Let It Grow Organic Gardens

And I resumed the struggle. -Vladimir

Sunday, July 22, 2012

"Is This a Perennial?"

The elecampane has flowered, and the flowers have dried and produced seed. Elecampane is a tall, leafy plant with yellow flowers on top. It’s easiest to say that it looks like a sunflower. It looks more like a sunflower than anything else but it doesn’t look like a sunflower.
A few goldfinches were playing in the back garden the other day, mostly among the elecampane. They were after the seeds, I’m sure, but it looked like they were chasing each other from flower to flower.
That’s the best I can do to describe it, professional blog poster or no. That’s my full account.
My description to my customers is just as limited.
“It’s, um, real tall,” I’ll say. “About this tall. It’s got yellow flowers on top.”
“What’s it used for?” they will invariably ask. I have a reputation as the guy with the herbal plants.
“It’s an expectorant,” I’ll say. “The young roots are used. They’re dried or tinctured. And, um, they have these yellow flowers.”
Someone may consider a purchase.
Invariably: “Full sun?”
“It likes a lot of sun. Part shade, or a lot of dappled shade, and it will be happy, too. It doesn’t mind it moist.”
They’ll stare at the pot.
“The leaves are quite striking,” I’ll venture. “It’s an impressive plant. It has flowers on top.”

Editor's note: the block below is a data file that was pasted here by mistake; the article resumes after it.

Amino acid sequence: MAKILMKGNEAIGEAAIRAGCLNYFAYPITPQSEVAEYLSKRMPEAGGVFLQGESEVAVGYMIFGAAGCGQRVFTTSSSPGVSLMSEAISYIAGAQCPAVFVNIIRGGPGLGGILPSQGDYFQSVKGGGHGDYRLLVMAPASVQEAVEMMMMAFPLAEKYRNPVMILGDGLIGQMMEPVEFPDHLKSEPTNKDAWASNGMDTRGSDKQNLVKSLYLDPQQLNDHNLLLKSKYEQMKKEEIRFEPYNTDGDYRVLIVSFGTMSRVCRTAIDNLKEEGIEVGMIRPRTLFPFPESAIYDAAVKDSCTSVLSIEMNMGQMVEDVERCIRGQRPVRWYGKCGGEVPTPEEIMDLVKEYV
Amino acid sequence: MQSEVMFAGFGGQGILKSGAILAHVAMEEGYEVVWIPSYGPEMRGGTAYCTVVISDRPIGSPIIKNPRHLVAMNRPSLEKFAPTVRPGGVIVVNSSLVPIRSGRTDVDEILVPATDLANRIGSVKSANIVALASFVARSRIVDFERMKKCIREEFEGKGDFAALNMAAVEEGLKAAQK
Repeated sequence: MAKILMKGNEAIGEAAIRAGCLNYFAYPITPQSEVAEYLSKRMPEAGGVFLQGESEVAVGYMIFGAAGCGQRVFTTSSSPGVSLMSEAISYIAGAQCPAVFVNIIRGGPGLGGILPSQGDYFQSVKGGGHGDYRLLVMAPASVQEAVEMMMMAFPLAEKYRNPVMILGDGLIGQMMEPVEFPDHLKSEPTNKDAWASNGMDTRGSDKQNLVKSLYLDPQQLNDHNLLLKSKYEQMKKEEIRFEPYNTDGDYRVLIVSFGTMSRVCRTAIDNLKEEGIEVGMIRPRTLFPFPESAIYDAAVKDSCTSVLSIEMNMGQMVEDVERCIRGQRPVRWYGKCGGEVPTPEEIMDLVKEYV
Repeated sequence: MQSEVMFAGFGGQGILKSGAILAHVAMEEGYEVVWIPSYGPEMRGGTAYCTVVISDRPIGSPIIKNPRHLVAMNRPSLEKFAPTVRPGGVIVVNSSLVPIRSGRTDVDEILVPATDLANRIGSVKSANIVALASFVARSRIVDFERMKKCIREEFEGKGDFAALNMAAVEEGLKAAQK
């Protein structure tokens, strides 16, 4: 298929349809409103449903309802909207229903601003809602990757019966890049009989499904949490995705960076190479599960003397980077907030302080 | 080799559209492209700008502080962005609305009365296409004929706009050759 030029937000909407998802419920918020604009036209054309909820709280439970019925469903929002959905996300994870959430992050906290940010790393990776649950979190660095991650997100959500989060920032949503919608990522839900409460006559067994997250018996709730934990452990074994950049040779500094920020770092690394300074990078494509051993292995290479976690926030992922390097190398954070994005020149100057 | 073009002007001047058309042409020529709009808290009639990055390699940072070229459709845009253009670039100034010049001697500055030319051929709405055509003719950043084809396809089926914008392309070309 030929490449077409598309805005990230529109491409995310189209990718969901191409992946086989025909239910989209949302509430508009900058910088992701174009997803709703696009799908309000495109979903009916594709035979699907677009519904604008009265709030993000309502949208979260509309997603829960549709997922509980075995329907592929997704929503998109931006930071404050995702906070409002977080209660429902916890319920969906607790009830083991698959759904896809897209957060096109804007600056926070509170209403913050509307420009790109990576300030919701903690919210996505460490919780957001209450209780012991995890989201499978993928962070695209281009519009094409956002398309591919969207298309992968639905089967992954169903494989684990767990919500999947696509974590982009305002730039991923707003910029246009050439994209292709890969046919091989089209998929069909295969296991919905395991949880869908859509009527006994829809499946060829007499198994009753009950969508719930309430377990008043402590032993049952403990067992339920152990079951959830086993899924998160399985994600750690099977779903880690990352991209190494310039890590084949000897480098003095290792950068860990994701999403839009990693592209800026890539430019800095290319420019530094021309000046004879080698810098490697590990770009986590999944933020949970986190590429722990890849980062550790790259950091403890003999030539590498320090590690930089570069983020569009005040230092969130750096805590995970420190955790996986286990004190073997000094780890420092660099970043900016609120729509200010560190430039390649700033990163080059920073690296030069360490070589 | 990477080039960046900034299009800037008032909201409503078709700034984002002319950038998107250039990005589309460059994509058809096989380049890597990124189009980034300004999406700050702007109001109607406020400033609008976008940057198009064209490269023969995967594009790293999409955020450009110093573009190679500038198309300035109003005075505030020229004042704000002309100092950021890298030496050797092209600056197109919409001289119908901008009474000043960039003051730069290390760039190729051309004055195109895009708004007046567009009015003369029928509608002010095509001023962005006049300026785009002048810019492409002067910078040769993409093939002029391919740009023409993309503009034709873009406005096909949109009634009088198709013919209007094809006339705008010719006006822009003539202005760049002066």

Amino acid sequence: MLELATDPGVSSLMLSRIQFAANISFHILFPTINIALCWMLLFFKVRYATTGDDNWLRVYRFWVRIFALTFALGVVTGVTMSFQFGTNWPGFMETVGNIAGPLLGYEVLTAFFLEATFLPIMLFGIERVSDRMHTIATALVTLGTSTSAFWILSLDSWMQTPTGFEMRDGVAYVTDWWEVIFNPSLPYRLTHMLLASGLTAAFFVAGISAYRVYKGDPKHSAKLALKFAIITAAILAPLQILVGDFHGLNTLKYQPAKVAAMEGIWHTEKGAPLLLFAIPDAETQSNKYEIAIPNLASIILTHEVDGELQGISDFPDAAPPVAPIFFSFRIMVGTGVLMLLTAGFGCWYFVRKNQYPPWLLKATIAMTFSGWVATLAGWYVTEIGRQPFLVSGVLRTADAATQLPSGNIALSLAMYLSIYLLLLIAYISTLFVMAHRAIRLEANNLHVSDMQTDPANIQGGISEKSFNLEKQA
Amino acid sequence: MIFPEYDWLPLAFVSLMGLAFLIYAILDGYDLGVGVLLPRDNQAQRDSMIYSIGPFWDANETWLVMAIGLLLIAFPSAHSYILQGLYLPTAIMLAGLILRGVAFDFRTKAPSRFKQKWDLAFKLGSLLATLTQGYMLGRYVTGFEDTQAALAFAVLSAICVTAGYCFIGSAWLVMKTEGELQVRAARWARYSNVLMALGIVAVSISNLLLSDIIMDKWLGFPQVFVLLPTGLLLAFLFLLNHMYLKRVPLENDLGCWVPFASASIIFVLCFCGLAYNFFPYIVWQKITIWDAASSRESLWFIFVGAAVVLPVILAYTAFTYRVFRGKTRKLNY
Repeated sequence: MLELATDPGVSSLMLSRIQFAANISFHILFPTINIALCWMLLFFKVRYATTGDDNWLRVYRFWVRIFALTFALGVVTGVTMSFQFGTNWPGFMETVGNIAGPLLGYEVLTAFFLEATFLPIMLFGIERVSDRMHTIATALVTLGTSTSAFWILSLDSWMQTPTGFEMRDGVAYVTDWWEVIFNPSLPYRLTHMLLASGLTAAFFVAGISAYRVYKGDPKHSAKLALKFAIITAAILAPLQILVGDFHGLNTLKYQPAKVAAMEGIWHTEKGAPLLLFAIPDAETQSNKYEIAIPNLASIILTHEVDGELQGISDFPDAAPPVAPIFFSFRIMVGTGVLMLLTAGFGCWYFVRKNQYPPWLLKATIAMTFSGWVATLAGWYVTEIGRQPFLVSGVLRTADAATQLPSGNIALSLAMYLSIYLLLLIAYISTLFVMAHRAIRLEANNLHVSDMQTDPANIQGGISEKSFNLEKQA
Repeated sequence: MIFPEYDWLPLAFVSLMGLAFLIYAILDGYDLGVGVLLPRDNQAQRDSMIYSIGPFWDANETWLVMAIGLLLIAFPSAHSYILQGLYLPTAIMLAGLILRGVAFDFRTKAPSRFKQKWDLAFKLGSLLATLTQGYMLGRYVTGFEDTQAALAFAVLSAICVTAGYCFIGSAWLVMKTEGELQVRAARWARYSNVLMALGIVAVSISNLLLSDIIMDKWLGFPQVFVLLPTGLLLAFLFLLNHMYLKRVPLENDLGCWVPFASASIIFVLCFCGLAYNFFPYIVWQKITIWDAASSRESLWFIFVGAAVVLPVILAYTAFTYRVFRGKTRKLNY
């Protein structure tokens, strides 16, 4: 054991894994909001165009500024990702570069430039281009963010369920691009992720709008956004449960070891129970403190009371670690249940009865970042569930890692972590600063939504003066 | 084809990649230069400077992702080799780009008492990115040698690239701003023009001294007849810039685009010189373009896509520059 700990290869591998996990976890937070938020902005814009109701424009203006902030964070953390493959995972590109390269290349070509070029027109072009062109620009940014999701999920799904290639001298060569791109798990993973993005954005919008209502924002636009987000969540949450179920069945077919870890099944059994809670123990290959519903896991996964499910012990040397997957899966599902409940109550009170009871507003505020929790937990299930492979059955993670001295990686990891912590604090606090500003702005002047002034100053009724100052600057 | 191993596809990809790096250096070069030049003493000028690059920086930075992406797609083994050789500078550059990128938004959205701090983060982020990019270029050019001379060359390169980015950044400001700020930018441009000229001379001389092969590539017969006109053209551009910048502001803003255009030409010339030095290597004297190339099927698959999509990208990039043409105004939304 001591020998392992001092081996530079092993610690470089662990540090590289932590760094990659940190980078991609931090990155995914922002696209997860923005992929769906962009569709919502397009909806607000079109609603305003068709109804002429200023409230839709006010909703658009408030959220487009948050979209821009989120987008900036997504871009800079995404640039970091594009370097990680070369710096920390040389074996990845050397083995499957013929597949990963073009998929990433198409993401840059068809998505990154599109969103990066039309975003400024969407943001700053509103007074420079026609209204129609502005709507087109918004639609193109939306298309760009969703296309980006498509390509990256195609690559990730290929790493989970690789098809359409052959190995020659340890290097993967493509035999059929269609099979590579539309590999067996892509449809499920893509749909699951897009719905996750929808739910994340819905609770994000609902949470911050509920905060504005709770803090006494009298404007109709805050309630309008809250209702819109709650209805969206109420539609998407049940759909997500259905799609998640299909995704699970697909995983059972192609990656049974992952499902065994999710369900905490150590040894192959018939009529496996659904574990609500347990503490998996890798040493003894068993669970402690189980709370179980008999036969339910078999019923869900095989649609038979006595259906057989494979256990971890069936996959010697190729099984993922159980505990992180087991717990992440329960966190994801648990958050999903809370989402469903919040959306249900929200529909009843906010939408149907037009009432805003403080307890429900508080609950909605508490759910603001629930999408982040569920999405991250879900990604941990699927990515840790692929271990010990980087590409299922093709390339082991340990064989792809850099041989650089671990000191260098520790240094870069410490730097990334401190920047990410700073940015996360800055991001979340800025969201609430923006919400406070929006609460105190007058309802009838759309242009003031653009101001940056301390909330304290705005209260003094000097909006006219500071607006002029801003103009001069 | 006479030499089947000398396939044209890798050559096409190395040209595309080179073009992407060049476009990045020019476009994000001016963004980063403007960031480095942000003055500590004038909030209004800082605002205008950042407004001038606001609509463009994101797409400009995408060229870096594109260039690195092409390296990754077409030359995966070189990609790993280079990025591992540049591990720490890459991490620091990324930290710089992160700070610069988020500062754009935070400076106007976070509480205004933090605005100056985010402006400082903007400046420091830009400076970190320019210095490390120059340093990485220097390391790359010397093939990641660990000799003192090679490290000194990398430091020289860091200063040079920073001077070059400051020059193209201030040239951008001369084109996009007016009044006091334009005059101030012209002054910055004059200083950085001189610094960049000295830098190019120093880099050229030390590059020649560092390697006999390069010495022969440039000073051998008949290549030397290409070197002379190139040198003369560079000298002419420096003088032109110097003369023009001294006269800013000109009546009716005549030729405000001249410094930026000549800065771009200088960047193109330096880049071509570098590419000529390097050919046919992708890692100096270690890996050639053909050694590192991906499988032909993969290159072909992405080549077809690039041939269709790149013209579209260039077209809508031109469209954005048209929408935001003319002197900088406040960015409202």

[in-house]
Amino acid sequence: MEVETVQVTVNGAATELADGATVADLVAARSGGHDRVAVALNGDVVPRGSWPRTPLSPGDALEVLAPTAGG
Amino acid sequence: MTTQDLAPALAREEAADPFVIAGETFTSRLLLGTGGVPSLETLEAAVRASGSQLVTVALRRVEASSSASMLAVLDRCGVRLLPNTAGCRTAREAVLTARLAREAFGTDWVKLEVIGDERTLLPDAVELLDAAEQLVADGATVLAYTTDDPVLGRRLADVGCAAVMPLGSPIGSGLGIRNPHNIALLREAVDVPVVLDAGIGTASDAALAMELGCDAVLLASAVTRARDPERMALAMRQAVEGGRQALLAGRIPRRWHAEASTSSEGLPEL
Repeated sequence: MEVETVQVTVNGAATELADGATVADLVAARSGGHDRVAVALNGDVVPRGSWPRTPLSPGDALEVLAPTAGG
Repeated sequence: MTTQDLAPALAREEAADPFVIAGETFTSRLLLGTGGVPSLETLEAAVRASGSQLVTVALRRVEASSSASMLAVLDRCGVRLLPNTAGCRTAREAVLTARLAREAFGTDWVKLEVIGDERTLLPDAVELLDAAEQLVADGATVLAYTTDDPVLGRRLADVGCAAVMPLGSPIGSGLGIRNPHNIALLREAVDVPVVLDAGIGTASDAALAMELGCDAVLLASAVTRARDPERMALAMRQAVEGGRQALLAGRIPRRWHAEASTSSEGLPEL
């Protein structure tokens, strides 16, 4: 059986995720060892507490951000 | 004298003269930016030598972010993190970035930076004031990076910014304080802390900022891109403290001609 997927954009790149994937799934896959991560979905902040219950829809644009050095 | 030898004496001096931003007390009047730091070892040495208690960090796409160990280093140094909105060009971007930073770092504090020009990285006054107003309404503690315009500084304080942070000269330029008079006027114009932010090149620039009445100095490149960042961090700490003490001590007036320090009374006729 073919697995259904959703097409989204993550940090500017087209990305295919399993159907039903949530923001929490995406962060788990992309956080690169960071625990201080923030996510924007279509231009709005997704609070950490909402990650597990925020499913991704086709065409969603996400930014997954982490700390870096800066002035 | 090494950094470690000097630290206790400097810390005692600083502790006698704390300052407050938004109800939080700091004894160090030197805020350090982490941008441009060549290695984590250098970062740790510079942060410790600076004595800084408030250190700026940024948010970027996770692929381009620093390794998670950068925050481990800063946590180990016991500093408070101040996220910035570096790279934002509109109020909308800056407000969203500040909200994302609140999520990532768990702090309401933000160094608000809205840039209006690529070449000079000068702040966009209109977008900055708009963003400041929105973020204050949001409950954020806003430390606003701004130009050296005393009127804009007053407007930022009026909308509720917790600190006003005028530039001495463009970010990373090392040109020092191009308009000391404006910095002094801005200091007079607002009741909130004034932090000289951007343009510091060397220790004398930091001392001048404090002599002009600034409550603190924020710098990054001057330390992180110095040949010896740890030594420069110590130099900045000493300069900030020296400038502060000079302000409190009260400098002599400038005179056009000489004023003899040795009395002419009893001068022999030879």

I can’t do any better than that. I can’t relate to a customer, at least not while I’m standing in a parking lot during market, the feeling that you get in the middle of summer, when it’s late in the day and the sunlight comes in kinda sideways from way over west of the farm, and you see the yellow flowers on top of the elecampane, some of them still fresh, some of them fading and some of them already dried and with seed. And goldfinches rush from stalk to stalk, and then disappear into the woods, and then they’re on the flowers again. One eats a few seeds, and then another chases it away, and then the first one comes back. They dart around, yellow birds among yellow flowers in yellow light. They chatter at each other, and you can hear their wings whoosh, and when they fly from an elecampane the stalk rocks back and forth. And you can experience that, too. That joy can be yours, right there in your back yard. I want you to see something like that. That’s why you should buy this plant.


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